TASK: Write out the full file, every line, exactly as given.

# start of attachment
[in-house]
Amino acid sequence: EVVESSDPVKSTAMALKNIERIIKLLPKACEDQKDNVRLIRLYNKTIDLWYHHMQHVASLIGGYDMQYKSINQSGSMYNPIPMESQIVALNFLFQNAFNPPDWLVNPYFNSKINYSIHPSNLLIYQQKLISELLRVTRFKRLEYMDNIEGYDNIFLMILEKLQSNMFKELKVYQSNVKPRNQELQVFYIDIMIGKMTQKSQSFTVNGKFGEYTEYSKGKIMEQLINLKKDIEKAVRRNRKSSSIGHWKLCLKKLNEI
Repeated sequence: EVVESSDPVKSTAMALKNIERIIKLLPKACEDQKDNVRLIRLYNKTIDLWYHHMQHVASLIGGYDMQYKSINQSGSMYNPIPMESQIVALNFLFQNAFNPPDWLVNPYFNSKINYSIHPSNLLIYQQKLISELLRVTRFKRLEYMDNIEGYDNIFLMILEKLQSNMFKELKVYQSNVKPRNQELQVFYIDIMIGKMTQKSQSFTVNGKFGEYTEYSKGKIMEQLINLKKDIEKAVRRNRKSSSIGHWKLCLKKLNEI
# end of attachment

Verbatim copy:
[in-house]
Amino acid sequence: EVVESSDPVKSTAMALKNIERIIKLLPKACEDQKDNVRLIRLYNKTIDLWYHHMQHVASLIGGYDMQYKSINQSGSMYNPIPMESQIVALNFLFQNAFNPPDWLVNPYFNSKINYSIHPSNLLIYQQKLISELLRVTRFKRLEYMDNIEGYDNIFLMILEKLQSNMFKELKVYQSNVKPRNQELQVFYIDIMIGKMTQKSQSFTVNGKFGEYTEYSKGKIMEQLINLKKDIEKAVRRNRKSSSIGHWKLCLKKLNEI
Repeated sequence: EVVESSDPVKSTAMALKNIERIIKLLPKACEDQKDNVRLIRLYNKTIDLWYHHMQHVASLIGGYDMQYKSINQSGSMYNPIPMESQIVALNFLFQNAFNPPDWLVNPYFNSKINYSIHPSNLLIYQQKLISELLRVTRFKRLEYMDNIEGYDNIFLMILEKLQSNMFKELKVYQSNVKPRNQELQVFYIDIMIGKMTQKSQSFTVNGKFGEYTEYSKGKIMEQLINLKKDIEKAVRRNRKSSSIGHWKLCLKKLNEI